Monday, May 12, 2014

Picture This: How Pictures Work by Molly Bang

I wished I had read this book back in journalism school. It explains basic composition in pictures that is easy to understand. I've heard much of it before but I like how Molly Bang puts it all together tying colors, shapes, space, and placement with emotions and word associations in a simplistic way. She uses the story, "Little Red Riding Hood," changing colors, shapes and placement to create the emotion of fear. The examples show the effects of size and color, as well as, what people associate the color with when looking at an image. I grabbed a picture book and tried to use the principles when looking at the pictures. Many of them applied to the pictures and if you want to review picture books this book would be helpful in breaking down components of good design and use of color.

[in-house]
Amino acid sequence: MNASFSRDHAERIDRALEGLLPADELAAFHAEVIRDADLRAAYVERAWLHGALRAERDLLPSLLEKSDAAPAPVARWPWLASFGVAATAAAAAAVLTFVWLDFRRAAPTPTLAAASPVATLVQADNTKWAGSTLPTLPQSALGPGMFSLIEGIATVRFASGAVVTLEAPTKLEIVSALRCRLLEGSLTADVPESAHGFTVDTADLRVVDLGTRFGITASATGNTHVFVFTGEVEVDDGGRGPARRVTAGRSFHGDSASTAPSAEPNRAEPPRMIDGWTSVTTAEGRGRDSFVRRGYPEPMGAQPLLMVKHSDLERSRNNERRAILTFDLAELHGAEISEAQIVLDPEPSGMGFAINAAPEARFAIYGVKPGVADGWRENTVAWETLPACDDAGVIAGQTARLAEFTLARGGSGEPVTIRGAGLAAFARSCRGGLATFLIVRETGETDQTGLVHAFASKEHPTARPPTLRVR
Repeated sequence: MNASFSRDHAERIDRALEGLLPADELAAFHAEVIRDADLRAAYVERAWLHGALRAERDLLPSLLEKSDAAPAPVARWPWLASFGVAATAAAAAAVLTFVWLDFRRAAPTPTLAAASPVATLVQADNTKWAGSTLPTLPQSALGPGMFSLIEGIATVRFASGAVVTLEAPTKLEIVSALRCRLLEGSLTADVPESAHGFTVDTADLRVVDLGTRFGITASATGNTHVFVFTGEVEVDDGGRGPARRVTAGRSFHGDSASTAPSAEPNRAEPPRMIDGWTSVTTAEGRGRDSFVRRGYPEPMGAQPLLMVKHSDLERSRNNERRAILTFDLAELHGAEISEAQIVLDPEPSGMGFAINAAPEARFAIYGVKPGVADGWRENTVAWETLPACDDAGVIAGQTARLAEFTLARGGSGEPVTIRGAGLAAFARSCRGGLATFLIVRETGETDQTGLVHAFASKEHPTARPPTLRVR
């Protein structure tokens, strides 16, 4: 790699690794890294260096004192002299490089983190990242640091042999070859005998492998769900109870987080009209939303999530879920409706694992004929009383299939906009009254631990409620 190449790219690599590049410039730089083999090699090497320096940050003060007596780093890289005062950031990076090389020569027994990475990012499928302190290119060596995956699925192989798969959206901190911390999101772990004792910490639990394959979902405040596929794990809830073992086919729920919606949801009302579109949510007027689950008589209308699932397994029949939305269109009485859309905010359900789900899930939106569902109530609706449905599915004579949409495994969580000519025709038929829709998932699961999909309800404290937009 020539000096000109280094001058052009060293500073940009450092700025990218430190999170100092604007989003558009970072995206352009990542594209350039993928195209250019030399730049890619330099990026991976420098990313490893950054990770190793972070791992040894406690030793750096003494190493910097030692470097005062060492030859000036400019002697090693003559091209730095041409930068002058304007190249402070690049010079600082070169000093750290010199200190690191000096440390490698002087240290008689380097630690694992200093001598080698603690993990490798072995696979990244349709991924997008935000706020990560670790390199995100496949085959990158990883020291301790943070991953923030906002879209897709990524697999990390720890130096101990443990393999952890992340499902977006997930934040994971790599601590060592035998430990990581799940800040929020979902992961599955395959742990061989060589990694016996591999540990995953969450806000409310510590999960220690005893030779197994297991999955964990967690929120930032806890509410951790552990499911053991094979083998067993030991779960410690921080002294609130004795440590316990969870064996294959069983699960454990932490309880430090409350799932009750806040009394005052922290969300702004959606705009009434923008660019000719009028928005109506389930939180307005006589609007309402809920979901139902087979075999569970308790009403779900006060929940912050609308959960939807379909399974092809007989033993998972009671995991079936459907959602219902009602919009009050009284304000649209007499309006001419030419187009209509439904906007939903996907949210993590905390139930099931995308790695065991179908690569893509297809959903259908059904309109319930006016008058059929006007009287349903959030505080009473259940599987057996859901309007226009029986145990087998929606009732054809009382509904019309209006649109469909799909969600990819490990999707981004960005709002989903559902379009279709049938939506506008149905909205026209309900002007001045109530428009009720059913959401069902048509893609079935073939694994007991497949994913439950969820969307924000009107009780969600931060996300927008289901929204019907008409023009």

The first part of the book describes building a picture through shapes and space to create a mood. Bang uses the scary part of the wolf in "Little Red Riding Hood" to create her pictures. The second part focuses on basic principles of emotional responses to placements of shapes on the page. A smooth surface with horizontal shapes gives stability; whereas, vertical shapes imply energy and diagonal is dynamic. The upper half of the picture implies lightness and floating; whereas, the bottom can crush. The center of the page has the greatest attention and when an object is moved to the side it adds tension and movement. White background implies safe while black is more ominous. Pointed shapes are scary and rounded are comforting. Large objects dominate pictures while small ones look vulnerable. Colors have a stronger influence on the viewer than the shape itself. Contrasts pull out patterns in pictures. These are the basics simplified even more than the author, but it gives you the idea. This is good for beginners or those that want a refresher on picture composition.

5 Smileys

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